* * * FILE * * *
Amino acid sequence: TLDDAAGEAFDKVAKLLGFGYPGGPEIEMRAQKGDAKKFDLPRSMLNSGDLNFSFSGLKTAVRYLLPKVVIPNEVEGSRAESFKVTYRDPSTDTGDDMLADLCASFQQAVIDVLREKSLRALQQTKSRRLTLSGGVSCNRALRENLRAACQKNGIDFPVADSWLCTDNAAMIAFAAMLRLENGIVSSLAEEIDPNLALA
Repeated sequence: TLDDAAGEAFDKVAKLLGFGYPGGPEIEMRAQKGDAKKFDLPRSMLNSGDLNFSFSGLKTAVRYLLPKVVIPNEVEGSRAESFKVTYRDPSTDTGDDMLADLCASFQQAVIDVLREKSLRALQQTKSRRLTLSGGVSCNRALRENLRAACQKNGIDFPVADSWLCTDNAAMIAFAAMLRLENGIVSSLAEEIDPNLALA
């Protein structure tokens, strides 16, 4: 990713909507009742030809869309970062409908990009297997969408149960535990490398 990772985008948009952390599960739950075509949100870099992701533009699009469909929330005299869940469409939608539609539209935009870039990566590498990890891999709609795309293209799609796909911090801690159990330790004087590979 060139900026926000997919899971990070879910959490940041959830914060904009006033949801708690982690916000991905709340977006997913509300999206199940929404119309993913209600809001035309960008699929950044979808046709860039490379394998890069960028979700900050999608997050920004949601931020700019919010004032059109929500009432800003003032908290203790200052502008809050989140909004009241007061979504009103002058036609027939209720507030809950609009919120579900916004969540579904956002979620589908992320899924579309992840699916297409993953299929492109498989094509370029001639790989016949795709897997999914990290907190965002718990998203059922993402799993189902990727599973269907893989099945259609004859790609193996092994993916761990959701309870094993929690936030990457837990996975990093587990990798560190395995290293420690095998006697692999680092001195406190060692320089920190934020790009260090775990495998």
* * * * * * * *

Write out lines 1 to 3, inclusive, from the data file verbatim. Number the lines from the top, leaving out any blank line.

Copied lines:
Amino acid sequence: TLDDAAGEAFDKVAKLLGFGYPGGPEIEMRAQKGDAKKFDLPRSMLNSGDLNFSFSGLKTAVRYLLPKVVIPNEVEGSRAESFKVTYRDPSTDTGDDMLADLCASFQQAVIDVLREKSLRALQQTKSRRLTLSGGVSCNRALRENLRAACQKNGIDFPVADSWLCTDNAAMIAFAAMLRLENGIVSSLAEEIDPNLALA
Repeated sequence: TLDDAAGEAFDKVAKLLGFGYPGGPEIEMRAQKGDAKKFDLPRSMLNSGDLNFSFSGLKTAVRYLLPKVVIPNEVEGSRAESFKVTYRDPSTDTGDDMLADLCASFQQAVIDVLREKSLRALQQTKSRRLTLSGGVSCNRALRENLRAACQKNGIDFPVADSWLCTDNAAMIAFAAMLRLENGIVSSLAEEIDPNLALA
């Protein structure tokens, strides 16, 4: 990713909507009742030809869309970062409908990009297997969408149960535990490398 990772985008948009952390599960739950075509949100870099992701533009699009469909929330005299869940469409939608539609539209935009870039990566590498990890891999709609795309293209799609796909911090801690159990330790004087590979 060139900026926000997919899971990070879910959490940041959830914060904009006033949801708690982690916000991905709340977006997913509300999206199940929404119309993913209600809001035309960008699929950044979808046709860039490379394998890069960028979700900050999608997050920004949601931020700019919010004032059109929500009432800003003032908290203790200052502008809050989140909004009241007061979504009103002058036609027939209720507030809950609009919120579900916004969540579904956002979620589908992320899924579309992840699916297409993953299929492109498989094509370029001639790989016949795709897997999914990290907190965002718990998203059922993402799993189902990727599973269907893989099945259609004859790609193996092994993916761990959701309870094993929690936030990457837990996975990093587990990798560190395995290293420690095998006697692999680092001195406190060692320089920190934020790009260090775990495998």